When a government uses psychiatrists to lock up dissidents you really have turned a corner towards Stalinism. But this is not a charge one would wish to make lightly. And, of course, people with psychiatric problems would say that there’s a big conspiracy against them, wouldn’t they?
So here’s another item I would have dismissed as clearly ridiculous five years ago. Now, well, one’s first reaction is doubt: could it be true? Have we sunk so low? For starters, I remember this story — Soldier Who Reported Abuse Was Sent to Psychiatrist, so as far as I’m concerned, this gang’s track record in the area of abusive psychiatry is not so good. And we won’t even talk about the mis-use of psychologists and/or psychiatrists at Guantanamo, Abu Ghraib and in other military prisons.
So what to make of this story about Susan Lindauer?
The Arctic Beacon: … Lindauer, 42, the cousin of former White House Chief of Staff, Andy Card, was released in September from a New York correctional facility after spending a year in jail … after Federal Judge D.J. Mukasey of the U.S. District Court, S.D. New York, ruled against the government’s motion to keep Lindauer locked away under forced medication, saying “there is simply not enough here to warrant a finding by clear and convincing evidence that Lindauer is substantially likely to be rendered competent by forced medication and substantially unlikely to suffer effects that will impinge upon a fair trial.
The ‘Arctic Beacon’ — whatever that is — reports that Ms. Lindauer made the following statement:
I was accused of acting as an Iraqi Agent for the purposes of lobbying against the War, (not spying). I am a Democrat. My cousin, Andy Card, is the former Chief of Staff to President Bush. A year ago, the Court ordered me to surrender to Carswell Prison, which sits on a military base outside of Fort Worth, Texas– one of the most god-awful places I’ve ever imagined in my life. Truly sadistic staff. Very ugly people.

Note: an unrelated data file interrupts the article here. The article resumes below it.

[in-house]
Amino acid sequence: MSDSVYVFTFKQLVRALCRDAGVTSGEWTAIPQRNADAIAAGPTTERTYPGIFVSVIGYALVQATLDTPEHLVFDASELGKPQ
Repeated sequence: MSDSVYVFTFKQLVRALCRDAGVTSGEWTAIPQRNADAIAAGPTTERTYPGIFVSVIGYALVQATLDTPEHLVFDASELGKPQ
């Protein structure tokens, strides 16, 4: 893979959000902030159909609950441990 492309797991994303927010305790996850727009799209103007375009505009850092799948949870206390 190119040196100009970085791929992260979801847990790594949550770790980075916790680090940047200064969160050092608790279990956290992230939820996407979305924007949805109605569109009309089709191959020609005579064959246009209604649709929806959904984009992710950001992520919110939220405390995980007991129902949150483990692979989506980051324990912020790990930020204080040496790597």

There I was declared incompetent to stand trial. Please note that I was denied the most basic right to a Competency Hearing, where I could have called long-time friends and associates to testify in my defense.
Since they had no behavioral evidence, or witness testimony from friends and family to support their request for forcible drugging, they told the court that I am “secretly delusional.” Nobody knows about it, they said– not even the court-ordered psychologist in Maryland, whom I was required to see for 18 months after my arrest. (He had no idea).
They pointed to fiction writing, and old religious writings that I had used in my approach to Libya, when we were trying to start negotiations for the Lockerbie Trial in the mid-1990s. Much of that was more than 10 years old. Moreover, they had plucked paragraphs, and spliced my writing all to hell, so that it does not even read like the originals.
That’s forensic psychiatry for you, folks! it’s a scary business, apparently lacking much in the way of integrity. As “Dr.” Vas told me at Carswell. “I’m going to tell the Judge you made it all up. And who do you think he’s going to believe– you or me? I am a doctor.”
Yes, truly frightening.
Thankfully, the Judge ruled against the Prosecution last week. I was released after serving 11 months in prison. But who can say if it’s really over? For all I know, the Prosecutor is planning a new line of attack right now.
But guess what? It turns out that the claim Ms. Lindauer has delusions seems to have some real foundations, at least if From ‘Spy’ to Psychotic in the Seattle Weekly can be believed. Ms. Lindauer’s belief that the government was spying on turned out to have a basis in reality — the FBI was after her. But Ms. Lindauer’s arrest wasn’t for dissidence so much as for taking some money from the Iraqi government and playing along with an agent posing as a foreign spy — although, given her general irrelevance, it’s unclear if she actually did or even could have done the sort of things she’s charged with doing or attempting, nor is it certain what she thought she was doing.
So while the Judge’s decision releasing Ms. Lindauer is real, and it’s always possible the reporter from the Seattle paper got snookered, I’d have to say that much in Ms. Lindauer’s statement has the look of tinfoil. Which is a relief.
But I sure do miss the days when I could say that sort of thing confidently without checking first.